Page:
kenny


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PostPosted: Tue Sep 09, 2003 8:50 pm 
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Regarding creating new partitions, I'm interested in learning about that. Could you list some more reasons why this is a good idea?

Also, I'm wondering how the following case is handled. Let's say I have two "system" partitions and one user disk space partition. where if there's a file owned by user joeblow on the user disk space, and we're running system disk 1. But now we switch to booting off system disk 2, which doesn't have joeblow. What happens to that file?

Thanks.


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PostPosted: Tue Sep 09, 2003 9:05 pm 
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rhunter007 wrote:
Also, I'm wondering how the following case is handled. Let's say I have two "system" partitions and one user disk space partition. where if there's a file owned by user joeblow on the user disk space, and we're running system disk 1. But now we switch to booting off system disk 2, which doesn't have joeblow. What happens to that file?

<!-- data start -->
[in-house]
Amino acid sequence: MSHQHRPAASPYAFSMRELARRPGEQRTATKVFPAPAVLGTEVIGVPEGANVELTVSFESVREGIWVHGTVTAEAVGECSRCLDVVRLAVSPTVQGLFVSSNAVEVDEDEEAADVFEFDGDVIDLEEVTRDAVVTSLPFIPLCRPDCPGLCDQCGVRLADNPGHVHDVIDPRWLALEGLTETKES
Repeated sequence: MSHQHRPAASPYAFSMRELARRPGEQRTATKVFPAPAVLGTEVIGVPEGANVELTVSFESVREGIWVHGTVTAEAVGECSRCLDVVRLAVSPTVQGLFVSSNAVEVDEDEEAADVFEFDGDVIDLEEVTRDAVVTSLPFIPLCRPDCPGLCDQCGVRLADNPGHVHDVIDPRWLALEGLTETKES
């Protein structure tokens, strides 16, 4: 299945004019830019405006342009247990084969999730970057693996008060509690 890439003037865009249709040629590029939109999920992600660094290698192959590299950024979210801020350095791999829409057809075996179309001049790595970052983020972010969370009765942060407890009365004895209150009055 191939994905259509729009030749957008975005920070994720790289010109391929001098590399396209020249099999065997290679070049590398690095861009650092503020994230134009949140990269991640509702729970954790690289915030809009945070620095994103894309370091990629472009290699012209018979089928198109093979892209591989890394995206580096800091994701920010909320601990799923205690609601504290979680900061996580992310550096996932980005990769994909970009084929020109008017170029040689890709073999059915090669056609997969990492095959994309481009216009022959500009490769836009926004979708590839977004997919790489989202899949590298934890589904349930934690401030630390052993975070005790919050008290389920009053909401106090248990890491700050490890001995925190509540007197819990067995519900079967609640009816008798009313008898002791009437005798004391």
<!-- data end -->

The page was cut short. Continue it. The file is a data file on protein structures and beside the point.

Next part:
Linux/Unix stores the user ID (the user number from /etc/passwd), not the actual user-name in the attributes of each file.

So, a file on a filesystem mounted inside a running system that is owned by user 500 (let's say "caker"), will just say "500" in "ls" on a system which doesn't have a passwd entry for UID 500.

The same thing happens when you (as root) un-tar an archive; it restores the UID on each file in the archive and you might not have that user on your system...

-Chris


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PostPosted: Thu Sep 11, 2003 12:09 am 
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caker wrote:
<snip>...</snip>

So, a file on a filesystem mounted inside a running system that is owned by user 500 (let's say "caker"), will just say "500" in "ls" on a system which doesn't have a passwd entry for UID 500.

The same thing happens when you (as root) un-tar an archive; it restores the UID on each file in the archive and you might not have that user on your system...

-Chris


This seems like a bad thing. Let's say there was another user 500 named "pie-er". Couldn't I, as root, inadvertently give pie-er access to caker's files just because they randomly had the same uid?


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PostPosted: Thu Sep 11, 2003 12:18 am 
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Quote:
Let's say there was another user 500 named "pie-er". Couldn't I, as root, inadvertently give pie-er access to caker's files just because they randomly had the same uid?


You could, but like you say, that would be bad. So don't do that. This is one of the many reasons systems administrators must be careful in their capacity as systems administrators.